But it’s not just the Muslins fleeing across the northern border into Bangladesh, who have suffered from violent repression. During a visit to the predominantly Christian Kachin state, ahead of the pope’s arrival, I met Catholic families in one of the many camps for internally displaced people, whose villages were destroyed and who survive on aid from international organisations. The Church runs education and health programmes, trying to improve the desperate living conditions, but all agree there can be no real development without peace between the warring parties.
Healing of wounds a paramount priority
The healing of the wounds of war, Pope Francis insisted in his first speech here, “must be a paramount political and spiritual priority”, adding that the country’s religious communities “have a privileged role to play” in this difficult task. Of the 16 Catholic dioceses in Myanmar, 15 primarily serve the many ethnic minorities. Church leaders will be hoping the politicians take his words to heart, increasing efforts towards real democracy and equal rights for all.
(from Vatican Radio)…

Pope Francis addresses Myanmar’s leaders: Full text

(Vatican Radio) Pope Francis on Tuesday addressed Myanmar’s government authorities, civil societies, and the diplomatic corps in the capital Nay Pyi Taw, while on his Apostolic Visit to Myanmar.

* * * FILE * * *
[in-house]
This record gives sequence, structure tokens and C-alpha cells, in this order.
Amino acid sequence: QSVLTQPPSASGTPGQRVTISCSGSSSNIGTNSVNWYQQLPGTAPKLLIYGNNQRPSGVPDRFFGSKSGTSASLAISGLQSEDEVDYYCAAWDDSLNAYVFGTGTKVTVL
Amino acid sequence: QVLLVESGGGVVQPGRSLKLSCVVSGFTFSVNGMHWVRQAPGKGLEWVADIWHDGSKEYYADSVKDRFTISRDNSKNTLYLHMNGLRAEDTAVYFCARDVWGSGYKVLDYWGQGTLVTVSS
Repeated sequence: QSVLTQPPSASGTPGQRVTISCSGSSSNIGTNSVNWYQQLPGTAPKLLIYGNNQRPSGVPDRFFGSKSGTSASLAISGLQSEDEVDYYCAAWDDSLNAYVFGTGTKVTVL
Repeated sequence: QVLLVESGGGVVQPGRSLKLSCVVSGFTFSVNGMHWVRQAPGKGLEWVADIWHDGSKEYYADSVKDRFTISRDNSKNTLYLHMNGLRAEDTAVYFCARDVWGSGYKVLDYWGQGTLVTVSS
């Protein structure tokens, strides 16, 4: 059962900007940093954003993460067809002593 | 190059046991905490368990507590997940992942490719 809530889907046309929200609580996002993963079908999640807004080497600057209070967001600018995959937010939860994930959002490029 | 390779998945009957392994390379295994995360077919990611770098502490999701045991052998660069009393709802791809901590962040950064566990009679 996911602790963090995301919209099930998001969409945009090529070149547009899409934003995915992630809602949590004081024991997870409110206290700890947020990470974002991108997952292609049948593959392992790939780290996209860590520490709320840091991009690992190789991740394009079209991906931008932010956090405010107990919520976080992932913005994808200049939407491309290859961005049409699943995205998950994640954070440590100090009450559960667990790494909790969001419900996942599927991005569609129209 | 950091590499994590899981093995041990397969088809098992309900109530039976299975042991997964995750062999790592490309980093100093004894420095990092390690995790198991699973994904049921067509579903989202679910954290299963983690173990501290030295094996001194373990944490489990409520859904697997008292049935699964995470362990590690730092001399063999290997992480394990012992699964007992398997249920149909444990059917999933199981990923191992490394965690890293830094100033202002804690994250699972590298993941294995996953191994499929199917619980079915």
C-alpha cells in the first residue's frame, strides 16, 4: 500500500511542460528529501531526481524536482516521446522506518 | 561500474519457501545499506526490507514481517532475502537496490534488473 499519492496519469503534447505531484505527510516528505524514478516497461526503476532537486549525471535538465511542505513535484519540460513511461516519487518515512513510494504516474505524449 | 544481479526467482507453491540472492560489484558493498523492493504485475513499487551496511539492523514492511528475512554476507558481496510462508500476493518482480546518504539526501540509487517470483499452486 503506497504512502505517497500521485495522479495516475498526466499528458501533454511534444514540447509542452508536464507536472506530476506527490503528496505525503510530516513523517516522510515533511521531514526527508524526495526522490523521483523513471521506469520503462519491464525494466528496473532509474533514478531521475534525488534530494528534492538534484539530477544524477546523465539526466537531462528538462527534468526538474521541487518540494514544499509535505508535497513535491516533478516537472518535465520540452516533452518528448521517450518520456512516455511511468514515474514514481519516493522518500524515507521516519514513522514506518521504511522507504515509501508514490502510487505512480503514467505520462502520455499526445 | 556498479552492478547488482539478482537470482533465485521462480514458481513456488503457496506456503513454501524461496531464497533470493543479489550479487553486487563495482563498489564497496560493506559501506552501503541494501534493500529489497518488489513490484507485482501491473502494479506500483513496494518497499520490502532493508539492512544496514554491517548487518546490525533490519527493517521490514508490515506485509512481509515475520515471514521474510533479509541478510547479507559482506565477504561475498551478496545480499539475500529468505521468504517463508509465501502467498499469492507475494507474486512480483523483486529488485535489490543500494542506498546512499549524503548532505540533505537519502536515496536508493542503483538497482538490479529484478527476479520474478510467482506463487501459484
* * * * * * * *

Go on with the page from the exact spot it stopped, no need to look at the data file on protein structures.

Please find below the official English translation of the Pope’s speech:
Address to Government Authorities, Civil Societies  and the Diplomatic Corps
Naw Pyi Taw, Convention Center
Tuesday, 28 November 2017
Madam State Counsellor,
Honourable Government and Civil Authorities,
Your Eminence, My Brother Bishops,
Distinguished Members of the Diplomatic Corps,
Ladies and Gentlemen,
I am grateful for the kind invitation to visit Myanmar and I thank you, Madam State Counsellor, for your kind words.  I am very grateful to all who have worked so hard to make this visit possible.  I have come, above all, to pray with the nation’s small but fervent Catholic community, to confirm them in their faith, and to encourage them in their efforts to contribute to the good of the nation.  I am most grateful that my visit comes soon after the establishment of formal diplomatic relations between Myanmar and the Holy See.  I would like to see this decision as a sign of the nation’s commitment to pursuing dialogue and constructive cooperation within the greater international community, even as it strives to renew the fabric of civil society.